There’s ‘rude’ and then there’s ‘Rude’ with a capital ‘R.’ A wedding’s supposed to be about celebrating the magical and everlasting love between two people, as they share their joy with all of their closest friends and beloved family members. What a wedding’s not supposed to be is a way to use your acquaintances to do work for free so you can save a penny or two.
Redditor Present-Objective-88 turned to the r/AITA community for a verdict on what happened to her with her friend’s sister-in-law’s wedding. Despite not being invited to the celebration, she was later given an invite… not as a guest, though! As a babysitter. And an unpaid one at that. Rude? Infuriating? Frustrating on a level so deep I can’t even handle it anymore? Check, check, and check.
Have a read through the redditor’s full story below, dear Pandas. We can’t wait to hear what you have to say about this bizarre situation.
The author of the post, Present-Objective-88, gave Bored Panda a small update to the story. She decided not to go to the wedding after all! And the positive side of things is that there have been no hard feelings on either side. All’s well that ends well. “They understood and respected my decision. I’m not sure what they will be doing with the kids since I declined, but I’m sure they’ll come up with an alternative,” she said.
Meanwhile, I wanted to learn a bit more about the proper etiquette for bringing children to weddings and taking care of them during the celebration, so I reached out to The Wedding Society. Anna and Sarah, Team Leaders at TCS, were kind enough to help me out with a very detailed analysis of what’s all right and what best not to do. “Please, do not leave childcare duties to a friend, family member, or guest. If you expect or offer for a parent to leave their child in the care of a person you have delegated, there are legal requirements that need to be in place such as police checks, CPR Training, childcare credentials, and carer/child ratios,” the wedding experts explained to Bored Panda.
“Ultimately, if something goes wrong, you cannot have the responsibility fall on the shoulders of someone not properly qualified or paid for the task. There are many professional wedding childcare options available—it’s important not to cut costs when it comes to providing the personal care of children and minors. You could be legally liable and it’s just not worth the risk.” You’ll find the full interview below, dear Pandas.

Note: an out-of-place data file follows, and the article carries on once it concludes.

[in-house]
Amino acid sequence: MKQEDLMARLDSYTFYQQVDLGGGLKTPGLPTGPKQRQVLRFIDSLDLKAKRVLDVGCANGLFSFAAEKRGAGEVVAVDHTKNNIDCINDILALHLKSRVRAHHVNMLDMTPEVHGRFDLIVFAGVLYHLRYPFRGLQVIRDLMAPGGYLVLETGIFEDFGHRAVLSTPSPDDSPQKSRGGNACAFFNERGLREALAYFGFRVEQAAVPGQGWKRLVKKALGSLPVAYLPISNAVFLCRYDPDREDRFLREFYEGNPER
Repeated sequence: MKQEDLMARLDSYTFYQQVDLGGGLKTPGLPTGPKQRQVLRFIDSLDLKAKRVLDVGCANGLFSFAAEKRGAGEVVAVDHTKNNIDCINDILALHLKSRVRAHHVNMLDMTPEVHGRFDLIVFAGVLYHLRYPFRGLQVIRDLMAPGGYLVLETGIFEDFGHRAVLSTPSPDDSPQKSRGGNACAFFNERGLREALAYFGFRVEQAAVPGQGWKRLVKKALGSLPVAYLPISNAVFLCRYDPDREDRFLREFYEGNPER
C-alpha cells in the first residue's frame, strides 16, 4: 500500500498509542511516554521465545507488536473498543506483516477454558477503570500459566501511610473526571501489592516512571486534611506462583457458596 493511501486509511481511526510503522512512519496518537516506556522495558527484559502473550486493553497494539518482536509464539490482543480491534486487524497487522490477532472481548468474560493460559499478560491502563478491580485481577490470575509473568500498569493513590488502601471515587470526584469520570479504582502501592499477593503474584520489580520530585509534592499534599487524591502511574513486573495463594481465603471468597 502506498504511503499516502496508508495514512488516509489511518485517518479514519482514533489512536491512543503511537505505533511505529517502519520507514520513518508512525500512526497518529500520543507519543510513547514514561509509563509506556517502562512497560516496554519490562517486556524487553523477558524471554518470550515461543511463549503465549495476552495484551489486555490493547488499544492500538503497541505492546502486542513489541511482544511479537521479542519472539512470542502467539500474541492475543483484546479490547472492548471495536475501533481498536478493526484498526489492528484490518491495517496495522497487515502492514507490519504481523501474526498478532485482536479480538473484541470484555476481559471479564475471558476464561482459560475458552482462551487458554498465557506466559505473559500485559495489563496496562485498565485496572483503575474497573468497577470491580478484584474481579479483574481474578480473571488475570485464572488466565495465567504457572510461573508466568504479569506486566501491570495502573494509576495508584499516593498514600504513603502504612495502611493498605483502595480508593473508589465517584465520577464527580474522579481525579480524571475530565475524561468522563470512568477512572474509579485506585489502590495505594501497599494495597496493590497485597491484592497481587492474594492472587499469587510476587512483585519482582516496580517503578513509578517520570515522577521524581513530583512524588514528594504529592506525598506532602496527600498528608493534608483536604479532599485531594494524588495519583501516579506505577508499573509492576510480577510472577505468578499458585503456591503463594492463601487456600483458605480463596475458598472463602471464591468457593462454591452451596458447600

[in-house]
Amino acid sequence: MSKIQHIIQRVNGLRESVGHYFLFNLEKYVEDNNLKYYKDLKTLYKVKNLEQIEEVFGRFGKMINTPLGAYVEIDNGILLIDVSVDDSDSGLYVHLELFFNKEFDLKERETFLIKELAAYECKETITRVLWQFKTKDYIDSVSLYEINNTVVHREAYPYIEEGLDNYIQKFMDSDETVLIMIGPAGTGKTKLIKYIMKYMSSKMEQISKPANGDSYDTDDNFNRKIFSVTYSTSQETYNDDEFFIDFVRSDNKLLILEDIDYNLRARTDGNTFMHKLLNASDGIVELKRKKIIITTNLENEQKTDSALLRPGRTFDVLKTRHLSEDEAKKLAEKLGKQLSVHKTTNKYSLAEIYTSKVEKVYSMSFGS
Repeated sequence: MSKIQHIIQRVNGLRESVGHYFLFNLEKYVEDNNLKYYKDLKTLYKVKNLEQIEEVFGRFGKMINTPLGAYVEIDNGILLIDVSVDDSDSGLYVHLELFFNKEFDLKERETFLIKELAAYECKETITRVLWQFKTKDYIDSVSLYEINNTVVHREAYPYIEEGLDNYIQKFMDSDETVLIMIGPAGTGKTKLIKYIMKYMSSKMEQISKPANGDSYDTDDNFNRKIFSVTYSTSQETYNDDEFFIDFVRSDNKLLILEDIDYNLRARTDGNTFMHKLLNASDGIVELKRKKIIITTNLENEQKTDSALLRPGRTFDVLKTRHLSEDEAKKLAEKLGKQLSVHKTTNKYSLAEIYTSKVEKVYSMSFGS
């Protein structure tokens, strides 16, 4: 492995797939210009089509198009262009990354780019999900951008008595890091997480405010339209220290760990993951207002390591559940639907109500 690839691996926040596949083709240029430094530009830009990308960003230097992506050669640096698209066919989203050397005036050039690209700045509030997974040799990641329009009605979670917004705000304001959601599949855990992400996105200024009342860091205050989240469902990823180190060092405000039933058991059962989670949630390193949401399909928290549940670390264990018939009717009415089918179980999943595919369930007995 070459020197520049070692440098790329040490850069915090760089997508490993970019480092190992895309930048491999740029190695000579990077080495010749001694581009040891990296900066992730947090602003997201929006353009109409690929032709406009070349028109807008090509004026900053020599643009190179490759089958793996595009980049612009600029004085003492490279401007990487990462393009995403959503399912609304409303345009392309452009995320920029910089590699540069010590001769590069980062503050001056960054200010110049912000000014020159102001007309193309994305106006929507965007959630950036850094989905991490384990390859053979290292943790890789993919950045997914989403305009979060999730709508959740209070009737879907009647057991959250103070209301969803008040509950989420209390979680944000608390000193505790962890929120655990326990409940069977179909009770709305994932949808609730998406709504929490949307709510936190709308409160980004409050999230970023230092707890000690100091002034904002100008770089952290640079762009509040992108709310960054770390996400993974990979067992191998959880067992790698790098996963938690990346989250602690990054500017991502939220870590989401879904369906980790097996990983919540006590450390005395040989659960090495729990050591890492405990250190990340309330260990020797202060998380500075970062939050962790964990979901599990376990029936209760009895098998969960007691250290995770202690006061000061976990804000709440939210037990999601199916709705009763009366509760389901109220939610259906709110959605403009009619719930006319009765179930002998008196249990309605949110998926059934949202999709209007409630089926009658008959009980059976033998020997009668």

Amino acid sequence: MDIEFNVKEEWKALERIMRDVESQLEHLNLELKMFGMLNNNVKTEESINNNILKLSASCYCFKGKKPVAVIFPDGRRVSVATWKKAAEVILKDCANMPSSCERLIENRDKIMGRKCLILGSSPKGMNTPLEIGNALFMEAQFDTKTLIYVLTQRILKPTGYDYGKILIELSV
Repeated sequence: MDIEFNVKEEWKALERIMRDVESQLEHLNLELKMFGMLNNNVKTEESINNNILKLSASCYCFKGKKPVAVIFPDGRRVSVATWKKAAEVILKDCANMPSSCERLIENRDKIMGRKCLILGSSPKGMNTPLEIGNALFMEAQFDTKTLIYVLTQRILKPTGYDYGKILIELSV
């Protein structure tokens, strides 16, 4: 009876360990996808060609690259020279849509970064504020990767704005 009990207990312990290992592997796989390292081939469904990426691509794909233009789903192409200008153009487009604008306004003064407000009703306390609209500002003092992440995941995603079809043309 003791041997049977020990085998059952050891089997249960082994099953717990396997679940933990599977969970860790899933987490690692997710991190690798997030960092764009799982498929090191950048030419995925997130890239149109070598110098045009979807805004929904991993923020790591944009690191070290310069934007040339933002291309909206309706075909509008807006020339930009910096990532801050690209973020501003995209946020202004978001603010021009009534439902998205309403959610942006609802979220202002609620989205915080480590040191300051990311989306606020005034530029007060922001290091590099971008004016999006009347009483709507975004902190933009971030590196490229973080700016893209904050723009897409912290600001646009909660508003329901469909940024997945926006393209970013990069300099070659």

A woman was invited to an acquaintance’s wedding, not as a guest but to take care of other people’s kids… for free
The author of the post, redditor Present-Objective-88, also shared her thoughts about why babysitters and nannies tend to be looked down on. “Being a nanny is a tough job, you have to set boundaries so that you don’t act like a parent but you still have to take care of children as if you were a parent (which includes discipline and education),” she told Bored Panda.
“I think there’s plenty of reasons why they’re looked down on going all the way from gender to social status. Historically, a nanny’s job is to take over the women’s responsibility. So, it being a ‘women’s job’ is probably, in my opinion, what has made society look down on it even in 2021 when we’re supposed to be a lot more advanced and aware of these issues related to feminism and misogyny,” the redditor explained that, in her opinion, it’s a feminist issue, not just a job industry one.
When it comes to tasks other than childcare, Anna and Sarah from The Celebrant Society said there’s more leeway. Especially when the tasks are small and symbolic. “Many guests love feeling like they can contribute in some way so don’t be afraid to delegate small duties to anyone who asks if they can help. For simple tasks that allow a guest to still feel like a guest, payment shouldn’t be necessary but a nice gift or special thanks in the speeches should definitely be given,” they said.